This is the second time in the six months that hundreds of British citizens have become victims of international gangs who manage to clone credit card details here and withdraw money from their accounts in India, Philippines, Australia and Canada.
In the latest incidence hundred of villagers of Houghton on the Hill in Leicestershire have become victims of credit card fraud. Their card details were reportedly cloned at a petrol station in the village, and soon found money being withdrawn from their accounts world-wide.
A similar scam was discovered in Buckinghamshire in April this year, where credit card details were cloned at a petrol station. A Sri Lankan embassy spokesman here had alleged when the scam was unearthed that it was linked to the Liberation Tigers of Tamil Eelam (LTTE) to fund its violent activities.
According to reports from Leicester in the latest instance, international gang members managed to install a fake card reader at the till inside the Houghton Garage, in Houghton on the Hill, and used it to clone customers' card details.
The reports further states that the criminals might have installed a tiny needle camera in the garage to spy on customers as they entered their PIN numbers. The card data and the PIN numbers were matched up, and then e-mailed to gang members around the world, where fake cards were created and used at cash machines.
In Britain, most banks have installed machines using ‘chip and pin' system for transactions in shops using credit and debit cards. This means that for every purchase, apart from the card, the customer also needs to punch in an exclusive pin number.
To prevent card fraud signing for purchases using cards has been virtually phased out to and instead introduced the 'chip and pin' system which has led to a considerable fall in the scale of card frauds. Industry figures say that the fraud has been slashed by 3 percent, to £428 million last year.
But the criminals are also tech savvy they also search new ways for targeting the customers which has raised a concern over new ways being used to target customer bank details using lost, stolen or counterfeit cards on the phone, Internet, email and overseas instead. Experts believe the real victims of card fraud are mostly banks as they have to pay back customers for money taken illegally from their accounts.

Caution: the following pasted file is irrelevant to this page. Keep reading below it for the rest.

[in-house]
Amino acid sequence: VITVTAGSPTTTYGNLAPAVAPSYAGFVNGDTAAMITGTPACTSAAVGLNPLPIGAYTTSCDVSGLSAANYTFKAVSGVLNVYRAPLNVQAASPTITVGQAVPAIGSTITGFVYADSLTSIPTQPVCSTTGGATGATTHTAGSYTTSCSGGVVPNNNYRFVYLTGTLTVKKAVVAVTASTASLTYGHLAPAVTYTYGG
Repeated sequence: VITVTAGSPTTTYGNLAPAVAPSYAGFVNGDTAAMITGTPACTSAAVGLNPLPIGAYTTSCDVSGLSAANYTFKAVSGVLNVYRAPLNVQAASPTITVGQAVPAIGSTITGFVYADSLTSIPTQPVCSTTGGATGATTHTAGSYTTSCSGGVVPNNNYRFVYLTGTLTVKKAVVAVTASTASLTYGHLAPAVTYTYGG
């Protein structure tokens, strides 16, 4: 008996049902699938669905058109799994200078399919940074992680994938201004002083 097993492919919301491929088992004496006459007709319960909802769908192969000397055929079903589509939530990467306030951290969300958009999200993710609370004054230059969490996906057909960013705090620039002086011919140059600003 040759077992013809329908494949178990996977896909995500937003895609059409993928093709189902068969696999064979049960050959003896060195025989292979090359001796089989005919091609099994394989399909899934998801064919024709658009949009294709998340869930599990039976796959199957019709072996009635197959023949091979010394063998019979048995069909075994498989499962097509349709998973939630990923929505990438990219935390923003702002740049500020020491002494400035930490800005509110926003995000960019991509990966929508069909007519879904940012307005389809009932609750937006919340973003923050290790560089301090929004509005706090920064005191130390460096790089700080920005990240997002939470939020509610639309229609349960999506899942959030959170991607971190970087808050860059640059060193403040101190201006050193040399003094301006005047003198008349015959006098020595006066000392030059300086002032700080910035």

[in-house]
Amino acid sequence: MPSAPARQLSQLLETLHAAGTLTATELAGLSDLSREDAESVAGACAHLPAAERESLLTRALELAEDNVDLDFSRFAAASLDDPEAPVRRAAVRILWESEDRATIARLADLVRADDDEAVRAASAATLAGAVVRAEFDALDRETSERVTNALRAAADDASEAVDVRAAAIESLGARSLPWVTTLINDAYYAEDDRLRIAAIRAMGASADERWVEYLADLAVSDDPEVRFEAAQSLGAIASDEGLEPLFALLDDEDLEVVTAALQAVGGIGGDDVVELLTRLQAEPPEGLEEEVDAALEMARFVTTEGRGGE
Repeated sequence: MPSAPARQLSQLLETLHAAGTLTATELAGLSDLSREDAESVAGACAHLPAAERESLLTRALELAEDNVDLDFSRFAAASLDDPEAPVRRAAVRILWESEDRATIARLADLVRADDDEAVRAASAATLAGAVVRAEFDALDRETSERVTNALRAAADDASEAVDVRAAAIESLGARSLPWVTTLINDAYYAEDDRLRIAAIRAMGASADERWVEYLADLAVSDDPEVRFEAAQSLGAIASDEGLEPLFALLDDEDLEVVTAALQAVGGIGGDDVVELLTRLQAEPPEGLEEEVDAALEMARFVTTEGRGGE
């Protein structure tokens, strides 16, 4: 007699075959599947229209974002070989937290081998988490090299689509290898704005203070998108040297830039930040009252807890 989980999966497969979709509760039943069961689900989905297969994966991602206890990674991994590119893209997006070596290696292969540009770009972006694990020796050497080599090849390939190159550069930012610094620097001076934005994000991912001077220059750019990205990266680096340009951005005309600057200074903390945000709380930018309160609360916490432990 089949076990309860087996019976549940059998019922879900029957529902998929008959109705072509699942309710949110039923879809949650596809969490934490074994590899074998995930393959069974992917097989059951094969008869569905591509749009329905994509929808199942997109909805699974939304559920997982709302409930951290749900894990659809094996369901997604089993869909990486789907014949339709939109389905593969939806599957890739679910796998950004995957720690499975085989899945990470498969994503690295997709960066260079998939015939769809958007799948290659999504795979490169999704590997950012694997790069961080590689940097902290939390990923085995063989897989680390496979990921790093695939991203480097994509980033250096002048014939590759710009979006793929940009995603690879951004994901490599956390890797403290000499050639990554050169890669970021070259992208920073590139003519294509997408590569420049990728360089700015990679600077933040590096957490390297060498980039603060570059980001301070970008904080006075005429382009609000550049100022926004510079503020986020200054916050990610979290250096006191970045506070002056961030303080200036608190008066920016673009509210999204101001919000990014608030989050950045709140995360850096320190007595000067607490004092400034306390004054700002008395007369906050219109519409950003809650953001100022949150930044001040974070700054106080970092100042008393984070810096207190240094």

A Leicestershire police spokeswoman said: "We can confirm that we are investigating a number of instances of card fraud."
John Stobart, a solicitor with Harvey Ingram LLP Solicitors in Leicester and a victim of this scam, narrated his story following reports of the scam: "My card was used last week in New York to withdraw US$500 and an attempt was made the same day in Canada. The bank intervened.
"I have been in both Singapore and Hungary on business in the last month and I thought the card must have been copied at one of these places. In fact it was more local - Houghton on The Hill".
Garage owner Jim Funnell told the Leicester Mercury, a local daily: "It's wiped out most of east Leicestershire and pretty much all of the village. Of course, as an independent business, you rely on your local customers, and we were scared that this would ruin us".
"We've been the centre of a credit card scam which has affected every house in the village. It's probably hundreds of people. It's pretty much every customer who used the garage in the last three weeks to a month.
"I first had a couple of calls from customers about odd transactions, but I dismissed it, as we have never had a problem before with card fraud. But when I had a couple more, I thought there had got to be substance to it and rang the police.
"It looks as though there were cameras involved and they may have switched the card reader in the shop. It could have involved staff or an ex-member of staff, or it may have been a distraction, when they switched it while the cashier was off the till.
"Something happened, but I don't know what. At the moment, all 15 of us in the store are suspects, me included. We thought we were safe, squeaky clean even. It has been a mighty blow to find out we've been hit."
In the April incident in Buckinghamshire, several residents had complained that the money was being withdrawn from their accounts from ATMs in Mumbai and other places in India.